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With Donald Trump’s abrasive comments and Hillary Clinton’s controversial past dominating the 2016 election cycle, many American voters have overlooked the Congressional seats up for grabs in November.

Although 88% of seats in the House and Senate are up for reelection this year, the media has mostly swept these races under the rug. While Trump and Clinton have gone head-to-head in the Presidential debates and unveiled plans for their first 100 days of office, returning Congresspeople and up-and-coming hopefuls have been campaigning rigorously in their home states and districts.

With little national coverage, many voters do not understand that the upcoming election isn’t just about choosing their next President, but also their next representatives in the House and Senate.

While the title “Representative from Arizona’s Fifth District” may not be as glamorous as “President of the United States,” members of Congress play an important role in our government. When we hear that the Senate or the House of Representatives has passed a bill, what we don’t hear about are the months, if not years, of writing, editing, compromising, and lobbying that have made that bill possible.

Senators and Representatives do the majority of the work behind the scenes crafting and passing legislation. More importantly, legislators make sure the laws passed in their respective chambers reflect the views and beliefs of their constituents.

Fundamentally, shouldn’t this be the most important concern of this election—that representatives on Capitol Hill agree with the voters they represent? Unsurprisingly, in the absence of national discussion about the Congressional races, that priority has been left behind.

Furthermore, the 2016 election cycle is a potential turning point for Congress. Currently, Republicans control both chambers with a 57% majority in the House and a 54% majority in the Senate.

However, both majorities could disappear in less than 24 hours – if voters, specifically Democrats, show up to the polls. Ultimately, this would be ideal for the Democratic Party. Without a Democratic Congress, Hillary Clinton, if elected, will find it difficult to pass any substantial and effective legislation. Clinton’s plans to push gun control and infrastructure bills will be quickly shot down. The same goes for Donald Trump and the Republican Party.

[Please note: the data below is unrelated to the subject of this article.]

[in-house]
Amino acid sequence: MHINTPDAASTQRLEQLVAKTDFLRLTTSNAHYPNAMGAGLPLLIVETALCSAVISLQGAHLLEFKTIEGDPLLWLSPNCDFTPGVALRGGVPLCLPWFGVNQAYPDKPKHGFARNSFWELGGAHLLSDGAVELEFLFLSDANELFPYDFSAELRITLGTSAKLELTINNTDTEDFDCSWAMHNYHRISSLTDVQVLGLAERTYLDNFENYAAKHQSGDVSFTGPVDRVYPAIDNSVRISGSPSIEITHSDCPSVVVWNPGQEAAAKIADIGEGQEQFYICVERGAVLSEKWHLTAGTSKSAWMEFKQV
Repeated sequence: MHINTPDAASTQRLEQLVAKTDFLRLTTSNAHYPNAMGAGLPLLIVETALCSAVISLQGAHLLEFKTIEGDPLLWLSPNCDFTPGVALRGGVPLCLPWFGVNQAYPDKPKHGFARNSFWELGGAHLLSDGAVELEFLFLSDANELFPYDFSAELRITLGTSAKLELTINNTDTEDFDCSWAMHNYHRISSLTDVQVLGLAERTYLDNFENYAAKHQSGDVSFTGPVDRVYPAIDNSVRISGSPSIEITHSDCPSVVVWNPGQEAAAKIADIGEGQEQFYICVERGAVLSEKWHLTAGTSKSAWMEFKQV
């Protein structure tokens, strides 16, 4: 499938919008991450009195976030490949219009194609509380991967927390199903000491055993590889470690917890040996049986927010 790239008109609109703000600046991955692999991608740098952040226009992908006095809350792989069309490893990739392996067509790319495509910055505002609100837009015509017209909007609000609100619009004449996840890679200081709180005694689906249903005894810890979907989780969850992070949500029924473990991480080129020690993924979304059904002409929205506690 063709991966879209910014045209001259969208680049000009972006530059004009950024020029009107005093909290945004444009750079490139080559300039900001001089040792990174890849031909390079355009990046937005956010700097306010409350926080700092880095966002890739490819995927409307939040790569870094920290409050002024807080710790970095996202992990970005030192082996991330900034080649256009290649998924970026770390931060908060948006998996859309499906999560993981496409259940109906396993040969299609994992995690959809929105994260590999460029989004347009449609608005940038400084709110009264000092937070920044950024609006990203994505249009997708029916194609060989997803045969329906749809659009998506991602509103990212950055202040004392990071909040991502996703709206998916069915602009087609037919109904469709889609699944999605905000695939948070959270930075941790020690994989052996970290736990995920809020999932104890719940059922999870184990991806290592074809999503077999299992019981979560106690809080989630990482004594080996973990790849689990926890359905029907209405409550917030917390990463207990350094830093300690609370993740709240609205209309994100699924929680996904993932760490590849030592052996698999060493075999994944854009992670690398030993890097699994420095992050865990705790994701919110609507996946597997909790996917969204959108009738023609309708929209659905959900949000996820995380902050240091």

Without a Congress that aligns with his or her political ideologies, the President will be restricted to executive actions, which, though powerful, cannot achieve the kind of systemic changes both candidates are pledging.

Ultimately, the Congressional races are not about the next president, but about the voters. With Congressional approval ratings at an abysmal 13%, the upcoming election is a chance for Americans to express their displeasure by bringing in new leadership.

As a nation we can elect Congressmen and -women whom we believe will work to enact legislation, instead of devoting their time to lobbyists and re-election efforts. Why should American media ignore this fact and fool the public into thinking that November 8th is a one-race election?

For this election season and those to come, American media and voters must look at the bigger picture of the government to anticipate real change. Instead of focusing on the nitty-gritty details of the presidential race, news outlets should make sure to cover congressional and presidential races equally. Without a Congressional majority in their favor, neither the incumbent party nor the American people can expect meaningful change. To achieve a real departure from the status quo, American voters must engage at every level of politics.